In the cold, dark waters of the Gulf of California, a strange squid was discovered keeping vigil over her incubating young.

At depths far below the reach of sunlight, a remotely operated vehicle caught sight of a species of cephalopod few humans – if any – would have laid eyes upon. Tightly clasped in her arms was a clutch of eggs.

This would be unusual enough on its own; few squids brood their eggs this way. But these eggs were also unusually enormous, twice as large as the eggs of other brooding squids.

"The deep sea is the largest living space on Earth and there is a lot left to be discovered," says marine scientist Steven Haddock of the Monterey Bay Aquarium Research Institute (MBARI).

"Our unexpected encounter with a squid brooding giant eggs caught the attention of everyone in the ship's control room. This remarkable sighting underscores the diversity of ways that animals adapt to the unique challenges of living in the deep."

No sunlight can penetrate to the depths at which this squid was found. As a consequence, it's very cold, and always dark. (MBARI/YouTube)

While the reproductive strategies of a number of squid species remain a mystery, those we know something about typically have a 'drop-and-run' approach to parenthood, where eggs are left in giant, eerie, gelatinous balls of mucus, or deposited directly onto the seafloor.

But we know even less about the reproduction of squids in the deeper parts of the ocean, where our exploration has barely penetrated.

With remotely operated vehicles, we're starting to learn more. Researchers controlling these science vessels from a ship on the surface have now seen a number of deep-sea squids carrying hundreds of eggs, linked together in a sheet that allows the mother to watch over them as the precious babies grow and hatch into paralarvae that can swim free and fend for themselves.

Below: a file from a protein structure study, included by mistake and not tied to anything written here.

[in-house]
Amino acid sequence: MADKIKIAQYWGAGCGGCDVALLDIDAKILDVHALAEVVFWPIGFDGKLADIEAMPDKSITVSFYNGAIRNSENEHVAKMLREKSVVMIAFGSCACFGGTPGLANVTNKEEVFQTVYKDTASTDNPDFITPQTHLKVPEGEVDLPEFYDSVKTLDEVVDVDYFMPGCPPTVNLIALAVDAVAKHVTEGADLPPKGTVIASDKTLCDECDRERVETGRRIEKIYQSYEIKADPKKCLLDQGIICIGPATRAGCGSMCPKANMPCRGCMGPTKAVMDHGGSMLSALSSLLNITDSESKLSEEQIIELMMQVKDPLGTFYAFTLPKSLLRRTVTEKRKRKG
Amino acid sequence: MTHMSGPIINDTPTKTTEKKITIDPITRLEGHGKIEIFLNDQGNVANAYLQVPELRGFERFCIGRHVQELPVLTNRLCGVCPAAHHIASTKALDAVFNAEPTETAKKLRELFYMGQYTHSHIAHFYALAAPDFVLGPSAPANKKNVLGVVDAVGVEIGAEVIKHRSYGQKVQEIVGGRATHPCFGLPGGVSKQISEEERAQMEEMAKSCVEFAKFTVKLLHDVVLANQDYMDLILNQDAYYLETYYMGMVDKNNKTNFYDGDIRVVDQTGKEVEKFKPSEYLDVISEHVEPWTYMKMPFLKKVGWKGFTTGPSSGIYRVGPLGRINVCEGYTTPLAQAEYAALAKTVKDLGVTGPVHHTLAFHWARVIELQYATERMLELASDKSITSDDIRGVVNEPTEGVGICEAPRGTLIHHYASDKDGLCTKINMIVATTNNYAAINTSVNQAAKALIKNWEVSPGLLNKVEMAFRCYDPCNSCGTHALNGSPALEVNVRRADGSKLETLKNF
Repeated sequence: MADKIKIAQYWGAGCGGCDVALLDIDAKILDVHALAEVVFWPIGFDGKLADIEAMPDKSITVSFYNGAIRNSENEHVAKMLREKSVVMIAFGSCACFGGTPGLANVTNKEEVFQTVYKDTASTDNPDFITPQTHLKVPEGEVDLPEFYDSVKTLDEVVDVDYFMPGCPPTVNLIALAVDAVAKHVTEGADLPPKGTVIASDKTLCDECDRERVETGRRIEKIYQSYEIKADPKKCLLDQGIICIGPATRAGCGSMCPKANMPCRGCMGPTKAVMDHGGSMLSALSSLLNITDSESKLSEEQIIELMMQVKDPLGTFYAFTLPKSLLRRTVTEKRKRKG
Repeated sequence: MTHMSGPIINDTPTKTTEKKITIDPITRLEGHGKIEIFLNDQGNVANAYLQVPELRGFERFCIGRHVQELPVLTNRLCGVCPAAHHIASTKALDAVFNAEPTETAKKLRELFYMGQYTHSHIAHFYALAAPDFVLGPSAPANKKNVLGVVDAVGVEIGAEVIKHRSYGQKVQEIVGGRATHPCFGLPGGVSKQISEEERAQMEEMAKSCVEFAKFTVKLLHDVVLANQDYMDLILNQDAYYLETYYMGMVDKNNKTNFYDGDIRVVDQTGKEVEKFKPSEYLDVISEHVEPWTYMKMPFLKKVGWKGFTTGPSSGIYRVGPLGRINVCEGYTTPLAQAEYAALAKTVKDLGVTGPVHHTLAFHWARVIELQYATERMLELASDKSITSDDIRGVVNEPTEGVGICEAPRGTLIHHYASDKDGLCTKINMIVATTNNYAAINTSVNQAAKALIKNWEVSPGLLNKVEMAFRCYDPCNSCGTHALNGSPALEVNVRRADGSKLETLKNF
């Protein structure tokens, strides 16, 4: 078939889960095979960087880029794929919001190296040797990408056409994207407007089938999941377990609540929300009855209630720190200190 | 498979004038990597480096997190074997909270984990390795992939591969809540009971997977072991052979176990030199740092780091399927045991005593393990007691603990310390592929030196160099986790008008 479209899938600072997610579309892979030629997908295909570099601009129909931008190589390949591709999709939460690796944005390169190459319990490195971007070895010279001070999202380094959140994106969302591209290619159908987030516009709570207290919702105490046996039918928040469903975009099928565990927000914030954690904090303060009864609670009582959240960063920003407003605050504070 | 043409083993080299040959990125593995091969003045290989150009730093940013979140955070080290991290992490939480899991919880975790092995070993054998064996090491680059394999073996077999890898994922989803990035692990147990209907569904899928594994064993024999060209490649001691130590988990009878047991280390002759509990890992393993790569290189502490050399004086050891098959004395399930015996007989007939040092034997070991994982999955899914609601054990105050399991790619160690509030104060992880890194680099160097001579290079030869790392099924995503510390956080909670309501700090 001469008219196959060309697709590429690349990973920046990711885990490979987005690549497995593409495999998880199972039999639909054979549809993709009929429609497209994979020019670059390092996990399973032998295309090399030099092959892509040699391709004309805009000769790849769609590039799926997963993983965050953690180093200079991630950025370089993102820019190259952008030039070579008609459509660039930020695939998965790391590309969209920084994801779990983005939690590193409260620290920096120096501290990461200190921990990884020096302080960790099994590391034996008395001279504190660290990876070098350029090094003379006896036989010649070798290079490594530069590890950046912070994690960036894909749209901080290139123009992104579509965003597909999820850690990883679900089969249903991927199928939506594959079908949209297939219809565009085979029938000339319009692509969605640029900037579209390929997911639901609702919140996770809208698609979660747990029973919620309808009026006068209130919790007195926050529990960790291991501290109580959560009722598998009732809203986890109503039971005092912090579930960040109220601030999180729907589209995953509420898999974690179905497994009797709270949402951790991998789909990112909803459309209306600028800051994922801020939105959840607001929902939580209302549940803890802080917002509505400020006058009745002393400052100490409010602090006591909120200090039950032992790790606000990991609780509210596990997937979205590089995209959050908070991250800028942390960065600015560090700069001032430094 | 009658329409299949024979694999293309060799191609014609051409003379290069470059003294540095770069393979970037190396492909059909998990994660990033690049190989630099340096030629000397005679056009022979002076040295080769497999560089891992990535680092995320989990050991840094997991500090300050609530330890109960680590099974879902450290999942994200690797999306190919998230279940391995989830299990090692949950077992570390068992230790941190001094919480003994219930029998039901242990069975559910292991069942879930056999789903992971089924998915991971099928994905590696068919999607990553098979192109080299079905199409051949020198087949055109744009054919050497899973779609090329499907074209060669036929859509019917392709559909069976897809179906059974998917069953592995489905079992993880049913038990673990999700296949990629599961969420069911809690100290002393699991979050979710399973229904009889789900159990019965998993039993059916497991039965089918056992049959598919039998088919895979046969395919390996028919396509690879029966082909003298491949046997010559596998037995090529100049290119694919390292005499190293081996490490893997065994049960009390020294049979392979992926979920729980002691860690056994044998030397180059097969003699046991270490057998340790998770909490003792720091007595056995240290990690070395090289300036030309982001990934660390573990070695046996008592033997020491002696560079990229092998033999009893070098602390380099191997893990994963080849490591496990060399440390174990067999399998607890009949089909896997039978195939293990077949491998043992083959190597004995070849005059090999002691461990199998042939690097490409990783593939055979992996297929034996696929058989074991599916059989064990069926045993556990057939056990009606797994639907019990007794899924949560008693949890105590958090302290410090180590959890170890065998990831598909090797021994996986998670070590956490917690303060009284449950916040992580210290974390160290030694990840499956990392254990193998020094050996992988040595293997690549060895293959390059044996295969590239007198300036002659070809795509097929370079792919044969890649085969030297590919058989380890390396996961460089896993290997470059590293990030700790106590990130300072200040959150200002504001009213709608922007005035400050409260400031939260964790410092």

The recently announced observation of this particular squid and her babies occurred on an expedition to the Gulf of California back in 2015. On one of its dives, ROV Doc Ricketts encountered the beastie hanging around at a depth of 2,566 meters (8,419 feet), right in the middle of the bathypelagic zone.

Although MBARI ROVs have caught sight of a total of 17 brooding squids to date, most of them have sheets of smaller eggs, carrying up to an estimated 3,000 at one time. This mama squid was carrying just a few eggs – perhaps 30 or 40, the researchers estimated. And each egg was large, up to 11.7 millimeters (0.46 inches) in diameter.

She probably belongs to the Gonatidae, or armhook squid, family. And while she is the first brooding squid known to us with such large eggs, other squid species that lay large eggs give us a clue about the benefits of larger versus more numerous.

A greater number of offspring, of course, increases the chance some will survive to adulthood and make baby squid of their very own. But the conditions in the bathypelagic are more stable and predictable than the waters above, where food availability or predators could be a greater concern.

This means that larger eggs that hatch larger, more robust paralarvae could be a better reproductive strategy. This is what scientists have seen in a few other (non-brooding) deep-sea species.

And carrying the eggs around is probably an excellent strategy to keep them safe while the babies develop. The researchers estimate that it takes between one and four years for the embryos to develop fully, which is a long time to be vulnerable. This newly discovered squid takes her offspring's survival seriously – so much that she will sacrifice her own for it.

"Brooding takes a lot out of a mother squid. She won't eat while carrying her eggs and ultimately dies after her eggs hatch. But her sacrifice improves the chances that her offspring will survive. It's just one of the many remarkable adaptations that may help cephalopods to survive in the deep sea," explains marine biologist Henk-Jan Hoving, formerly of MBARI, now at the GEOMAR-Helmholtz Centre for Ocean Research Kiel in Germany.

"Squid play an important role in the ocean – they're fierce predators and a vital food source for lots of animals, even humans – but we still have a lot to learn about the squid that live in the deep sea."

The discovery has been documented in the journal Ecology.